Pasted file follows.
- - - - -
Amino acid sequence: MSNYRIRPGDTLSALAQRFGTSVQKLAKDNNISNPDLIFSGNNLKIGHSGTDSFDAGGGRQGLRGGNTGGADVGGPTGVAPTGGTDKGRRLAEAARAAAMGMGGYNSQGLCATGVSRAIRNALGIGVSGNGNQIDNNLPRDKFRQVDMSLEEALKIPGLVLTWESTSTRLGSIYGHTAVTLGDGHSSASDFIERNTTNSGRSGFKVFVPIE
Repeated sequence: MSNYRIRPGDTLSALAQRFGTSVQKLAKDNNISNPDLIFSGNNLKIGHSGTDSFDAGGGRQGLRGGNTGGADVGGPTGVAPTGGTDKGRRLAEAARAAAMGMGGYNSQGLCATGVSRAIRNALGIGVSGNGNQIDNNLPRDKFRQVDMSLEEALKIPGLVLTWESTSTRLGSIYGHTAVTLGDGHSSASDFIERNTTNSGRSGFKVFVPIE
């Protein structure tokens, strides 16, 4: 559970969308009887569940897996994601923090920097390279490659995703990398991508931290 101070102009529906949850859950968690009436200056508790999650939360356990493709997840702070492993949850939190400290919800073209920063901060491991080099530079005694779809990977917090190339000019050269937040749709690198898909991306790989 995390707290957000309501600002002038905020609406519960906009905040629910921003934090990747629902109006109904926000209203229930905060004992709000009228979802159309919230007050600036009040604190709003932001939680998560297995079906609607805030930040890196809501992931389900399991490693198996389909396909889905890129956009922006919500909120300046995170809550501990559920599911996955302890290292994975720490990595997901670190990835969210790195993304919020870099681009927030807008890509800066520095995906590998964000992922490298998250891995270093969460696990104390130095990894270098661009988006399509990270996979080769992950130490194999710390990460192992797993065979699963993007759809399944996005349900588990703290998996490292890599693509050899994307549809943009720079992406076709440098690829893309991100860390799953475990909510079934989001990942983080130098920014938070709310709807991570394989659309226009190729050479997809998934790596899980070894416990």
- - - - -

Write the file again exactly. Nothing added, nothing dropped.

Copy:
Amino acid sequence: MSNYRIRPGDTLSALAQRFGTSVQKLAKDNNISNPDLIFSGNNLKIGHSGTDSFDAGGGRQGLRGGNTGGADVGGPTGVAPTGGTDKGRRLAEAARAAAMGMGGYNSQGLCATGVSRAIRNALGIGVSGNGNQIDNNLPRDKFRQVDMSLEEALKIPGLVLTWESTSTRLGSIYGHTAVTLGDGHSSASDFIERNTTNSGRSGFKVFVPIE
Repeated sequence: MSNYRIRPGDTLSALAQRFGTSVQKLAKDNNISNPDLIFSGNNLKIGHSGTDSFDAGGGRQGLRGGNTGGADVGGPTGVAPTGGTDKGRRLAEAARAAAMGMGGYNSQGLCATGVSRAIRNALGIGVSGNGNQIDNNLPRDKFRQVDMSLEEALKIPGLVLTWESTSTRLGSIYGHTAVTLGDGHSSASDFIERNTTNSGRSGFKVFVPIE
């Protein structure tokens, strides 16, 4: 559970969308009887569940897996994601923090920097390279490659995703990398991508931290 101070102009529906949850859950968690009436200056508790999650939360356990493709997840702070492993949850939190400290919800073209920063901060491991080099530079005694779809990977917090190339000019050269937040749709690198898909991306790989 995390707290957000309501600002002038905020609406519960906009905040629910921003934090990747629902109006109904926000209203229930905060004992709000009228979802159309919230007050600036009040604190709003932001939680998560297995079906609607805030930040890196809501992931389900399991490693198996389909396909889905890129956009922006919500909120300046995170809550501990559920599911996955302890290292994975720490990595997901670190990835969210790195993304919020870099681009927030807008890509800066520095995906590998964000992922490298998250891995270093969460696990104390130095990894270098661009988006399509990270996979080769992950130490194999710390990460192992797993065979699963993007759809399944996005349900588990703290998996490292890599693509050899994307549809943009720079992406076709440098690829893309991100860390799953475990909510079934989001990942983080130098920014938070709310709807991570394989659309226009190729050479997809998934790596899980070894416990």